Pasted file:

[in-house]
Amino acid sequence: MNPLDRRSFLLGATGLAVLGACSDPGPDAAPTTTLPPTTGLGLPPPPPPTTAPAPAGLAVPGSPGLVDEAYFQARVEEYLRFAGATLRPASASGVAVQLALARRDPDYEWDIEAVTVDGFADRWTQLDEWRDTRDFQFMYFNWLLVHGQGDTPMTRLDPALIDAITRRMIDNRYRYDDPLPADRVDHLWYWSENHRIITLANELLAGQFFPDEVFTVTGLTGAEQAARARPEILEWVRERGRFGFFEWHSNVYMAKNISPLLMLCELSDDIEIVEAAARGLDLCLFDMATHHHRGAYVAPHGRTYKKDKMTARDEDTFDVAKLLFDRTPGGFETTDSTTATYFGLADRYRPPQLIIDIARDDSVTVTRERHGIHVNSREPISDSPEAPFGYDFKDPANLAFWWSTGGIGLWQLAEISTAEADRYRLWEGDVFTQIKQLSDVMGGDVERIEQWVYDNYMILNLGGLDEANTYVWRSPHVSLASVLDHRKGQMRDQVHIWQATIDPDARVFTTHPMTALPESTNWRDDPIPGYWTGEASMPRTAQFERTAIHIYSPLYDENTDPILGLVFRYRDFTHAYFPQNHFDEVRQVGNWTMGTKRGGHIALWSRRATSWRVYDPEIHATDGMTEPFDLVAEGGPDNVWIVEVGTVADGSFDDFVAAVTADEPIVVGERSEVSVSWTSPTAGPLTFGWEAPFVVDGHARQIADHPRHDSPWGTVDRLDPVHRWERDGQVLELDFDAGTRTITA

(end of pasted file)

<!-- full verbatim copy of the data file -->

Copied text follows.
[in-house]
Amino acid sequence: MNPLDRRSFLLGATGLAVLGACSDPGPDAAPTTTLPPTTGLGLPPPPPPTTAPAPAGLAVPGSPGLVDEAYFQARVEEYLRFAGATLRPASASGVAVQLALARRDPDYEWDIEAVTVDGFADRWTQLDEWRDTRDFQFMYFNWLLVHGQGDTPMTRLDPALIDAITRRMIDNRYRYDDPLPADRVDHLWYWSENHRIITLANELLAGQFFPDEVFTVTGLTGAEQAARARPEILEWVRERGRFGFFEWHSNVYMAKNISPLLMLCELSDDIEIVEAAARGLDLCLFDMATHHHRGAYVAPHGRTYKKDKMTARDEDTFDVAKLLFDRTPGGFETTDSTTATYFGLADRYRPPQLIIDIARDDSVTVTRERHGIHVNSREPISDSPEAPFGYDFKDPANLAFWWSTGGIGLWQLAEISTAEADRYRLWEGDVFTQIKQLSDVMGGDVERIEQWVYDNYMILNLGGLDEANTYVWRSPHVSLASVLDHRKGQMRDQVHIWQATIDPDARVFTTHPMTALPESTNWRDDPIPGYWTGEASMPRTAQFERTAIHIYSPLYDENTDPILGLVFRYRDFTHAYFPQNHFDEVRQVGNWTMGTKRGGHIALWSRRATSWRVYDPEIHATDGMTEPFDLVAEGGPDNVWIVEVGTVADGSFDDFVAAVTADEPIVVGERSEVSVSWTSPTAGPLTFGWEAPFVVDGHARQIADHPRHDSPWGTVDRLDPVHRWERDGQVLELDFDAGTRTITA